We next determined the levels of HER4 promoter methylation in a cohort of 25 primary breast tumors previously analyzed for HER4 expression by immunohistochemistry (Thor et al., 2009). In the 13 HER4-positive tumors, the levels of HER4 promoter methylation ranged from 0.5 to 4.3% with a mean of 2.4% (Figures 4a and b). HER4 promoter methylation in 12 HER4-negative tumors had a significantly higher mean of 11.5% (Figures 4a and b; P<0.001). These results implicate HER4 promoter hypermethylation as an important mechanism promoting suppression of HER4 expression in primary breast carcinomas. We expanded our cohort to 35 patients and determined the effect of HER4 promoter methylation on patient survival using a cutoff of 3% methylation. We found that patients whose tumors had HER4 promoter methylation levels 3% had significantly shorter disease-specific survival (Figure 4c; P=0.0234). Strikingly, a failure in the low HER4 methylation population was not observed until nearly 15 years after diagnosis. Taken together, our results provide an important clinical correlate implicating HER4 promoter hypermethylation as an epigenetic event promoting breast tumor progression and reduced patient survival.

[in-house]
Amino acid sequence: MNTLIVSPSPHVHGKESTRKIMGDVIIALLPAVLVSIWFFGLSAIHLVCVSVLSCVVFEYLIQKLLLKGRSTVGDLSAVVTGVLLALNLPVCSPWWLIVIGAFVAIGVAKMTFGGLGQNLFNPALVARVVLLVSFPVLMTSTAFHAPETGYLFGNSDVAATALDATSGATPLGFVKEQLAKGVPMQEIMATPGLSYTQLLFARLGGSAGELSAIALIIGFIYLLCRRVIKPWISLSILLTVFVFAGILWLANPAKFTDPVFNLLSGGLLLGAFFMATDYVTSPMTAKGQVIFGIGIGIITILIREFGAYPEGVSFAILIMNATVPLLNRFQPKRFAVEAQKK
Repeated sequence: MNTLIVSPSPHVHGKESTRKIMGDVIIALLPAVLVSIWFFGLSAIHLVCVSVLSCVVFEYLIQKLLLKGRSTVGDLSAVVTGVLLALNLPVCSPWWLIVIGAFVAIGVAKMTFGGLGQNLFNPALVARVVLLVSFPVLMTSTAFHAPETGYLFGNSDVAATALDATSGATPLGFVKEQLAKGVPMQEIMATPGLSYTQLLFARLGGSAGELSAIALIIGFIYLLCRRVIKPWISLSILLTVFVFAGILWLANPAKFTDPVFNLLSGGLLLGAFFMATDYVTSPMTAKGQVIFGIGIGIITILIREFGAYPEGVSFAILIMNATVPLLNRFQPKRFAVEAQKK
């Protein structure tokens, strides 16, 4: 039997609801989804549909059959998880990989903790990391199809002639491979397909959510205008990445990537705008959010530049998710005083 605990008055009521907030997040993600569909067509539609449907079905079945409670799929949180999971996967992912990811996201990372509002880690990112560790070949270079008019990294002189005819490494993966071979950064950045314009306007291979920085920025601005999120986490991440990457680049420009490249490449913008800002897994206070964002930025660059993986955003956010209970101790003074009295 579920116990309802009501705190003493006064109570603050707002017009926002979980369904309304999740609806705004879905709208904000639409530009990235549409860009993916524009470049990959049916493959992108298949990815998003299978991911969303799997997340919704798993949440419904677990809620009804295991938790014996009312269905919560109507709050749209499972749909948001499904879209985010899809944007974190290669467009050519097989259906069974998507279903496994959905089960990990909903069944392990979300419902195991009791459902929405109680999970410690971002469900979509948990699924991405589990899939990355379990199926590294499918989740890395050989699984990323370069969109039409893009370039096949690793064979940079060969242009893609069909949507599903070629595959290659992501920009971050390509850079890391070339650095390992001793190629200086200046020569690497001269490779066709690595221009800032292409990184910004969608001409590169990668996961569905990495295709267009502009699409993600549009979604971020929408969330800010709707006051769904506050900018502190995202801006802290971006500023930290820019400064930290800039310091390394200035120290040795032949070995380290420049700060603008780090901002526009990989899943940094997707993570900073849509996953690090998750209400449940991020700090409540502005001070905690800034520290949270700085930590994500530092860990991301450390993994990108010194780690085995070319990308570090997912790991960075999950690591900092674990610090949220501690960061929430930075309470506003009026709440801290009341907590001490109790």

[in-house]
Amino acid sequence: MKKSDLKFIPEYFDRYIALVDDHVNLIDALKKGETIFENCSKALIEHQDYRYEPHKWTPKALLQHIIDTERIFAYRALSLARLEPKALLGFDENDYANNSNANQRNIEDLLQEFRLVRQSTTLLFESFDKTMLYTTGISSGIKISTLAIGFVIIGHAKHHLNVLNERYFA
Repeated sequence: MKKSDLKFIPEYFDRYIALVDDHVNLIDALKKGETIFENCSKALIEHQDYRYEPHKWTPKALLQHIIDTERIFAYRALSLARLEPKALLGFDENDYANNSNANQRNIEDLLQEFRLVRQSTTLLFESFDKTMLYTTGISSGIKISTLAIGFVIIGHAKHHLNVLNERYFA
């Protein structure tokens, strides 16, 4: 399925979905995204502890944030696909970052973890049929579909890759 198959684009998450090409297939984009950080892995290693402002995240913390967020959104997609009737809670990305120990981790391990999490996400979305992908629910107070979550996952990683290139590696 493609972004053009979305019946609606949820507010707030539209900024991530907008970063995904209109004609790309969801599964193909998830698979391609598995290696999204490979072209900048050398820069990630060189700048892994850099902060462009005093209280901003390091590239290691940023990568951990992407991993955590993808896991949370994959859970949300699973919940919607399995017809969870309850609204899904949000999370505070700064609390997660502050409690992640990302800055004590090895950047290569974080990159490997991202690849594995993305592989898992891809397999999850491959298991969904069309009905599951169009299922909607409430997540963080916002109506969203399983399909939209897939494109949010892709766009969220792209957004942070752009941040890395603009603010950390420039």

In summary, we have identified a molecular mechanism to explain the selective suppression of HER4 expression observed clinically during breast tumorigenesis. Accordingly, we show that extinguished HER4 expression is associated with promoter hypermethylation in both breast tumor cell lines and primary carcinomas. Furthermore, breast tumor HER4 promoter methylation >3% was significantly associated with poor patient prognosis. In fact, all patients in our cohort with tumor HER4 promoter methylation <3% survived for at least 15 years after diagnosis. Significantly, reactivation of epigenetically silenced HER4 followed by HRG stimulation results in tumor cell apoptosis supporting a tumor suppressor function for HER4 in breast cancer. Our results, therefore, provide a proof-of-principle therapeutic rationale for marshaling HER4 tumor cell-killing activity in breast carcinomas associated with the worst patient prognosis.
We thank June Allison for excellent lab management and other members of the Jones lab for valuable input. This work is dedicated to the loving memory of June Allison who will no longer be subjected to the hardships of breast cancer. This work was supported by National Cancer Institute/National Institutes of Health Grants RO1CA95783 (FEJ) and RO1CA96717 (FEJ).
The authors declare no conflict of interest.